In the methodology world, we bifurcate methods and tactics into two broad categories: Defined Process Control (think DOD, government, and General Motors) and Empirical Process Control (think scrum). In the agile community, DPC=Bad and EPC=Good . This makes sense, because agile teams are like tribes - admit the best people you can, give them a basic operational framework, and let them decide how to perform. They don't need step-by-step instructions, audits, and checklists. Tribal knowledge is king.

But not all tribes are healthy. The modern mythology of tribalism - that tribes always have common purpose, are committed to ritual and positive communal spirit, and that all see the world through the same lens - almost never holds true at scale. The larger the tribe, the harder it is to maintain the values.

While there have been a number of attempts to codify "agile at scale," none of them address the thorniest problems - leadership and culture.

This talk examines culture and leadership in six categories:

- Leadership: Projecting values, providing infrastructure, enabling a strong, healthy self-organizing culture.

- Craftsmanship: Building a culture of quality related to all work, not just code, but with all ceremonies, techniques, and delivery at multiple levels of the organization.

- Affirming: Encouraging teams, at all levels of both the business and technology organizations, are delivering high quality products and services, and are demonstrating healthy and disciplined behaviors that are within established guide rails.

- Envisioning: Building an maintaining a cross-functional architecture for product/service definition that considers business and technical stakeholders, and establishes a definition of done and estimation techniques appropriate available information, for each level of the architecture.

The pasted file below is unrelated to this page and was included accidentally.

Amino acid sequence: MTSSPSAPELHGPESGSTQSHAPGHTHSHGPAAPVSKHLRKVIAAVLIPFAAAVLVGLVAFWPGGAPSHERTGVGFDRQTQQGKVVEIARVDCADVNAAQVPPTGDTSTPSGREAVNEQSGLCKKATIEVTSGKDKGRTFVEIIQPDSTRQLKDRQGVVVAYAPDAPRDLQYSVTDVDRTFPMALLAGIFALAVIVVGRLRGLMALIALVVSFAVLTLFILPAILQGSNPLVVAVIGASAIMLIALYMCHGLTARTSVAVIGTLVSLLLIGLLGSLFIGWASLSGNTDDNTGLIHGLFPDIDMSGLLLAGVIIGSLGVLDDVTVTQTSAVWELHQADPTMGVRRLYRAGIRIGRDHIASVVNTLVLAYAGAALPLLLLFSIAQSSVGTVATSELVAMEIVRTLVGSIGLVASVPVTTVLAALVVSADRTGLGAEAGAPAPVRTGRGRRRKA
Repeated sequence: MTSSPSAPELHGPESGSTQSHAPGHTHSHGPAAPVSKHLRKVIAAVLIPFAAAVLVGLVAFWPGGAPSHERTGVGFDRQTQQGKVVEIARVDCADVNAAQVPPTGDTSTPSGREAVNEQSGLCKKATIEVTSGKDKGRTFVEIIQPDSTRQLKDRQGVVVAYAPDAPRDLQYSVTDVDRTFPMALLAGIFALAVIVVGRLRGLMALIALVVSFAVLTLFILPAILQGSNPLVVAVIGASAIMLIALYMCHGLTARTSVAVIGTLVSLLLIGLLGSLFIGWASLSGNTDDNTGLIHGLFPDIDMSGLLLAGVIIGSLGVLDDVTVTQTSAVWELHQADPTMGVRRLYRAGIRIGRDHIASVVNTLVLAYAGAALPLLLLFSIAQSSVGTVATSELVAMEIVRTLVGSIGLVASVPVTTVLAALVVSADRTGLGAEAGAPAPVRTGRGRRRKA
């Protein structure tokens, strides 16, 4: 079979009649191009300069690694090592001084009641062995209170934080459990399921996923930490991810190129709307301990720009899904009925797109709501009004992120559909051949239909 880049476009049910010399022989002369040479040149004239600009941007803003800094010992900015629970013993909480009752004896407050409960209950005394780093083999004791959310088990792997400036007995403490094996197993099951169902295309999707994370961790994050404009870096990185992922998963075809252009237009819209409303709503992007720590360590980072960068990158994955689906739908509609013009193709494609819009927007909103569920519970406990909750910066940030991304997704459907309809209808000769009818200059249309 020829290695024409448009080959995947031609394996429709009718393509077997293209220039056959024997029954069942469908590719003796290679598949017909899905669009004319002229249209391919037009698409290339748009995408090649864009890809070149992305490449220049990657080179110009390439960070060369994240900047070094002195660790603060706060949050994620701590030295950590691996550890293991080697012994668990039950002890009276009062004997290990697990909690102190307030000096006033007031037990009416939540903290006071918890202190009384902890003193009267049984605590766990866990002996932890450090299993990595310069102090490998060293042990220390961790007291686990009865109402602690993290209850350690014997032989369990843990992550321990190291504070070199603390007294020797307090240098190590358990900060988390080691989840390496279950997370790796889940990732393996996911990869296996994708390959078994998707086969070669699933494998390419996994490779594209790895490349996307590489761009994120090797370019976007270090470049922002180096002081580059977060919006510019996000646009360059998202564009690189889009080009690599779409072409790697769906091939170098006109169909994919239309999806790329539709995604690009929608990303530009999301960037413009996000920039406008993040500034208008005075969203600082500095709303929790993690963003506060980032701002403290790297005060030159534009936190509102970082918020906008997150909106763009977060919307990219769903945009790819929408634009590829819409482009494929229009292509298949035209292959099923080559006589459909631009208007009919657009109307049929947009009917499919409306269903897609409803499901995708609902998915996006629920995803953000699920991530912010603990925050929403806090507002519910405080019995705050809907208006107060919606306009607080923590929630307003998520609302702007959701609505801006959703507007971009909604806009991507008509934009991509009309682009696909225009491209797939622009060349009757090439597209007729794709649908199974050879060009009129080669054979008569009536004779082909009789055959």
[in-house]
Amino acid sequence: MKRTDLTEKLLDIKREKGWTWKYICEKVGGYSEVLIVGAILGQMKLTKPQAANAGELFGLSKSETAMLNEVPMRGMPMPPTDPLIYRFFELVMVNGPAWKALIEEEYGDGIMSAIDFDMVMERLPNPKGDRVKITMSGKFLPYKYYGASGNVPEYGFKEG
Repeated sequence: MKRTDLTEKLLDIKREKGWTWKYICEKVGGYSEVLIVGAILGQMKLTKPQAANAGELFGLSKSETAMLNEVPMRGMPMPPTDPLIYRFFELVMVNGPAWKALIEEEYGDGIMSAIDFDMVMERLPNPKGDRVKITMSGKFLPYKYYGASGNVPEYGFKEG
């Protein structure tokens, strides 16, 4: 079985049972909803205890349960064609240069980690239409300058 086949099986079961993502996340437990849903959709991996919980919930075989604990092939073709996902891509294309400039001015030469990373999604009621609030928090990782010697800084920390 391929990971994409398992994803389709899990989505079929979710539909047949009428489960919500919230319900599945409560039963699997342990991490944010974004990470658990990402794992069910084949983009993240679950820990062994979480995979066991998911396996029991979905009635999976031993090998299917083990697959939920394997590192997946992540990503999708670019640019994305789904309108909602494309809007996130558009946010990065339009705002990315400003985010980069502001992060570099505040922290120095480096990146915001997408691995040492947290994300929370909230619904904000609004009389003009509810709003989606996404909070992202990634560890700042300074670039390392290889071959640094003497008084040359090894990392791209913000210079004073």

Providing: Providing an organizational infrastructure to support effective agility, including methodologies, tools, physical space, technology, and training.

Teaming: Encouraging teams to adopt self-organizing governance infrastructure, demonstrate effective techniques for continuous improvement, and share knowledge and successes throughout the entire organization.

The foundation of this talk is the cover article of July's Better Software magazine, "Great Big Agile: An Operating System for Agile Leaders," and in the book by the same name being published by Spinger in 2018.

Don't try to scale agile. Agile is just fine. Scale the tribe instead.

During this session Jeff will discuss the Agile Performance Holarchy (APH), an organizational performance model based on research conducted at more than two hundred successful, and sometimes dysfunctional, agile organizations, as well as stories about some of the most common impediments facing large-scale agile organizations, along with recommendations for building great big agile.

The APH is a behavioral model that is compatible and consistent with leading industry framework's such as SAFe, LeSS, or DAD, and is not a process or delivery framework. It focuses on behaviors that agile leaders and teams demonstrate while delivering value to their customers.


Outline/Structure of the Talk

Opening Story

Introduction of the architecture and framework

Six mini-sections: Leadership, Craftsmanship, Envisioning, Affirming, Teaming, Providing

Evaluating your large agile organization


Learning Outcome

- Attendees will learn about a framework for scaling an agile culture